Smart Lighting – using data to address the unexpected
Smart lighting systems have the potential to close the gap between lighting control and building data analytics. Data captured by lighting systems – such as space occupancy – that was previously used only to control the lighting itself, can now be made available for additional services. The agility of wireless smart lighting systems removes previous restrictions for re-configuration and re-purposing to address new, unexpected, and therefore unplanned use cases.
The recent COVID-19 pandemic is such use case. It surely was unexpected and few – if any – new buildings had been built with such situation in mind. It provides an illustration of the importance of designing systems such as lighting controls not as fixed function, fixed purpose designs but rather as flexible and agile systems that can be quickly adapted to meet expected and unexpected requirements. This provided an opportunity to reflect on the role that wireless smart lighting systems can play – and in fact do play – to address the challenges of today and tomorrow.
Evolution of lighting control
If we think back to the early days of lighting control, there were only wired solutions. Switches, dimmers and sensors were placed at fixed locations and wired to the lights. Any change in the layout – such as re-partitioning an office area – required re-wiring. Wireless solutions addressed this restriction, providing more flexibility and convenience. Removing the fixed, inflexible connection between sensors and lights greatly simplifies the re-use of the available sensor data by other applications for analysis, visualization and optimization.
Key drivers for investments in new lighting systems are cost pressure – both by energy and labor cost – and regulatory standards such as Title 24 demanding energy optimizations. Wireless lighting control systems providing functionality such as automatic lighting switch-off in unused rooms, light level control depending on available daylight and user-controlled light settings can be installed with minimal re-wiring and meet these important requirements.
Providing data via lighting control systems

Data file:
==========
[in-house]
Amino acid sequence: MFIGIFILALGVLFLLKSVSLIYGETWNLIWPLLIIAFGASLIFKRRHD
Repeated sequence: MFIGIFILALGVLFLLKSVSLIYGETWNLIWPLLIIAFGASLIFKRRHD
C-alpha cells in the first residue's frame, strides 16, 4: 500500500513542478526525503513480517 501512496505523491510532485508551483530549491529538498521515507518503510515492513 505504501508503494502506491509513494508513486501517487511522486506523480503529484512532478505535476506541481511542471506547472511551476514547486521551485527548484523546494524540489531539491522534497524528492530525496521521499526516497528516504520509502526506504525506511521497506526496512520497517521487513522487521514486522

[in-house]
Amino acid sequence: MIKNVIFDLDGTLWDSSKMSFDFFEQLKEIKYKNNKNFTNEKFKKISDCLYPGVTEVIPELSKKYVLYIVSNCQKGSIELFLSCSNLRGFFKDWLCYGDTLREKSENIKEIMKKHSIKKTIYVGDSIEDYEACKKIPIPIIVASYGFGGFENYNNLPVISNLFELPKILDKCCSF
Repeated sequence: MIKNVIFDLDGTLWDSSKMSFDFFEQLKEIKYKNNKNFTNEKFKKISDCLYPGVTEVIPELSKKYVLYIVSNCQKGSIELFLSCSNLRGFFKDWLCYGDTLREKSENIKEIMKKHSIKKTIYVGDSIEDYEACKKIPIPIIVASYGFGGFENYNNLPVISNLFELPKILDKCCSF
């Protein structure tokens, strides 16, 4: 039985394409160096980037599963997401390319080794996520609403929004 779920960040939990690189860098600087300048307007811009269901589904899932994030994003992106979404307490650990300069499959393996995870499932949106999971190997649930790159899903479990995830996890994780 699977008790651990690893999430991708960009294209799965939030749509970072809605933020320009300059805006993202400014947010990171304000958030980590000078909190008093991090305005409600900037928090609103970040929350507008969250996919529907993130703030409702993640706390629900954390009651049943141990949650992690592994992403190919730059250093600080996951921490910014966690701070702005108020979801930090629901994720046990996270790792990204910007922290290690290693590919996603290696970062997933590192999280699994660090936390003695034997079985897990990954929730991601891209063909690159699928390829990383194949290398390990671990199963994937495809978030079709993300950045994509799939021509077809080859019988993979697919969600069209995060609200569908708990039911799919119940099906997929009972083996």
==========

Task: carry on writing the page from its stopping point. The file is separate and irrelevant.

Data is the foundation for smartness. It is not possible to make smart decisions without the required data and this is true for smart buildings as well. Fortunately, a lot of the required data is already available in lighting systems and just requires a network that captures and transports the data from the sensors using open standards like Bluetooth, Zigbee or EnOcean and provides them to other applications via open, standardized interfaces. Access to usable data is the pre-condition for triggering meaningful actions via a user interface or by integration into the building automation system.
Leveraging Smart Lighting systems
Let’s come back to the pandemic. COVID-19 has provided a new context to previously existing use cases:
|CLASSIC USE CASE||NEW USE CASE|
|Utilization monitoring||Enforce capacity restrictions|
|Cleaning on demand||changed to||Ensure hygiene requirements|
|Automated control||Provide touchless control|
|Asset tracking||Enable contact tracing|
Smart lighting systems should have been in a good position to address the suddenly arising challenges since occupancy is monitored in practically all modern lighting control systems.
The adaption of most smart lighting systems to COVID-19 was challenging. Practical issues prevented data re-purposing in many installations. Access was suddenly very difficult; installation effort and time became gating factors. Therefore, remote administration was essential. Data-driven lighting systems were clearly on the winners’ side since the adaption effort was low.
Adding new functionality was only possible if interoperable devices providing the required functionality existed. Open ecosystems were at an advantage as they provided access to a wide range of compatible devices rather than locking in users to a proprietary solution with a fixed set of functions. Being able to add new functionality such as people counting, desk and room level monitoring was quickly possible. Integration into customer applications allowed capacity planning, cleaning scheduling and the enforcement of capacity restrictions. Controlling ventilation based on space utilization based on the sudden, new requirements was possible only for solutions that could integrate with the building control system.
Key learning for a flexible future
I think one of the most important learnings is that we simply can’t anticipate all future use cases at design time. As we have seen, control systems must evolve from single purpose silos to generic, interoperable, data-driven systems and their design has to be flexible and extensible.
Smart spaces are not possible without the required data. Data is money and data that is captured but not accessible is therefore wasted money. The design of sensor and control systems in buildings must account for that.
Lighting systems have a central position in buildings; they offer a high density of nodes and often integrate powerful sensor functionality which uniquely enables them to be a data backbone. Using lighting systems to capture, transport and export sensor data is therefore a great opportunity to monetize the investment and to enable smart spaces.